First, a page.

The return trip was quicker, and we encountered a lot of small jellyfish along the way. At times it felt like you were swimming in a sea of corks, and you could grab handfuls of them. They didn't sting, so it was more awkward than anything. Our swim to the FIRST (of 4) turn buoy and back took 50 minutes and hence I started worrying about the Ironman swim. Also there is a current dragging you left, and I was pretty worried about how to handle that.


After seeing the swim Troy and I decided to go on a course tour that Endurance Travel offered on Friday because we heard that Ken Glah leads them and we knew we would get good beta. I got a massage Friday before the bus tour and then we parked ourselves up front on the bus and asked lots of questions. Ken was great, answered every one of my (and others) questions and I totally understood the course after that. The good tips I got, which of course I will share are the following.

#1 - You can get messed up in the swim. You have to determine the current on race morning by watching the boats. It can change from day to day. If it's right to left (common) you have to aim to the right of the turn buoy (1000M out). Start right, stay right, and aim right.

#2 - Brazilians know how to swim. There are fast swim times because of fast Brazilians, not necessarily because the course is fast. Also, they don't really believe in the concept of the "Bucket List" so most people in the race are serious about Ironman racing, not a lot of one and done types.

#3 - Special needs is not so good for this race. Nobody hands you your bag, and you have to hunt for it. It's also like 20+ miles into the loop so you aren't getting it at 56, but more like 76ish. Ken said he always uses special needs, but not at this race.

#4 - Two of the hills on the run course you need to walk up, and down. There is no point to run up or down them, you are faster walking, and they will hurt bad if you run down them.

#5 - They write a massive amount of penalties at this race. Last year about 150 of them, and there are only 2000 people in the race, so almost 10% get a drafting penalty. Drafting penalty is 10 minutes served in a tent in T2.

So I felt like that race course tour was well worth the money. Later that night we went to the PreRace Pasta party. The food was really good and we did not understand anything that was said over the loudspeaker. They did have a fruit boat though. That was pretty awesome, no dessert, just an awesome fruit boat!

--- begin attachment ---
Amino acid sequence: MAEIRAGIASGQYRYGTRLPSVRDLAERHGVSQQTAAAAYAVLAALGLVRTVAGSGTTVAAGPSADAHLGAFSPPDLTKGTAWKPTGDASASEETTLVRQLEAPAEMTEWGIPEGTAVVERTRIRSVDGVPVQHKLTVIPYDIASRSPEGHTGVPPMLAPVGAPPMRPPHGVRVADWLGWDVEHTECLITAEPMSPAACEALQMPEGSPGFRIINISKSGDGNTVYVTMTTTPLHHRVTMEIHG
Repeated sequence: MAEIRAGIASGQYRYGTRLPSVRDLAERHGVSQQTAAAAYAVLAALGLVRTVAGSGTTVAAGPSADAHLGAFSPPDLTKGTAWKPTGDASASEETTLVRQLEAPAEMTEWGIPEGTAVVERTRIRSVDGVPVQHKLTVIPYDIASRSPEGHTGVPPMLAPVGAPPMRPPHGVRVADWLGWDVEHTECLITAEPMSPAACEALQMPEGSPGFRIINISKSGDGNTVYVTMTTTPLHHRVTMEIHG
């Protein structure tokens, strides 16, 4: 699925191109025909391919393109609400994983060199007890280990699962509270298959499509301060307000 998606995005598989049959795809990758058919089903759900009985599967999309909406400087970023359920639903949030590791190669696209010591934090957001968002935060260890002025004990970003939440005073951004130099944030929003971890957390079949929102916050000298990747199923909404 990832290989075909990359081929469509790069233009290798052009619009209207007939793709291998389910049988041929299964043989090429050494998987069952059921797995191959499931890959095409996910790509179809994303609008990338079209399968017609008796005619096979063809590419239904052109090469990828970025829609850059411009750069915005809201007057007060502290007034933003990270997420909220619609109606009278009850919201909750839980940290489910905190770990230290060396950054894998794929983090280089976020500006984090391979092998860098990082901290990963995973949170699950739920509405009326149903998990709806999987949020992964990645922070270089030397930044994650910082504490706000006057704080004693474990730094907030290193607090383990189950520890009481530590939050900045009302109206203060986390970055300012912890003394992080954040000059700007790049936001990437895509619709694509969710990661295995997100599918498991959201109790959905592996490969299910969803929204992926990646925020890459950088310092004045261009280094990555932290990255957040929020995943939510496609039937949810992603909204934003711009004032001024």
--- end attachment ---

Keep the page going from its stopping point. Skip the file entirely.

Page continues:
Poor Jody was still hoping that his luggage would arrive, and in the nick of time it did. He had the most crazy adventure getting here, but handled it so well, I'm really proud of him for that. We actually thought he might have to beg/borrow/buy every single thing to race. Whew!


Saturday was GAME ON day. We got up, I got another massage, and we got in our training for the day. A super scary bike ride where we passed not once, but twice, the Passion Motel! It was a pretty scary ride, Brazil is not so safe. We had a run off where Jody was barely breathing and I felt like I was panting and out of shape. I always feel that way during my Ironman taper.


After training we hit up an awesome Brazilian steakhouse and had a little adventure down in the downtown area. By now I was feeling pretty at home and we were excited that race day was soon to be here.


We were required to drop our bikes off between 6-7pm so we loaded the busses and went through that hullabaloo. They had a sweet bag to cover each and every athletes bike. This was an AWESOME perk (note to North American races). Troy and I were racked right smack next to each other and Jody was just a few feet down. They walked us through transition and when we walked in and said "Hi", they immediately screamed "English" and there appeared a guy who spoke English to explain everything to us. Back home, and it was bed time.




Recently I have been sleeping really well before my races. I was hoping for a great nights sleep, but I found out that when both Troy AND I are racing, and we both have pre Ironman nerves...there is double the tossing and turning. Neither of us slept great, but at 5am we were on that bus with Jody, ready to go!


Transition was awesome. We hung together with Jody, got the bikes ready, visited the portapotty, and headed to the swim start. I ate a white bread sandwich with jam and salt and finished off a bottle of Osmo. I ripped THREE new holes in my Freak because my nails were too long. I smiled because ripping a hole in my wetsuit means I'm going to swim fast, and I just ripped THREE. We got in the corral together, and Troy and I held hands while I peed in my wetsuit. I hugged Jody, he slipped a bit in front of us and Troy and I stood there together totally freaking nervous. We were all the way right and we had NO IDEA what the announcer was saying.

The last memory I have before the gun went off was staring at the beautiful sunrise off to my right, and just soaking in the pure beauty of the situation. I also looked around and could not find a single solitary woman. I was a in sea of men.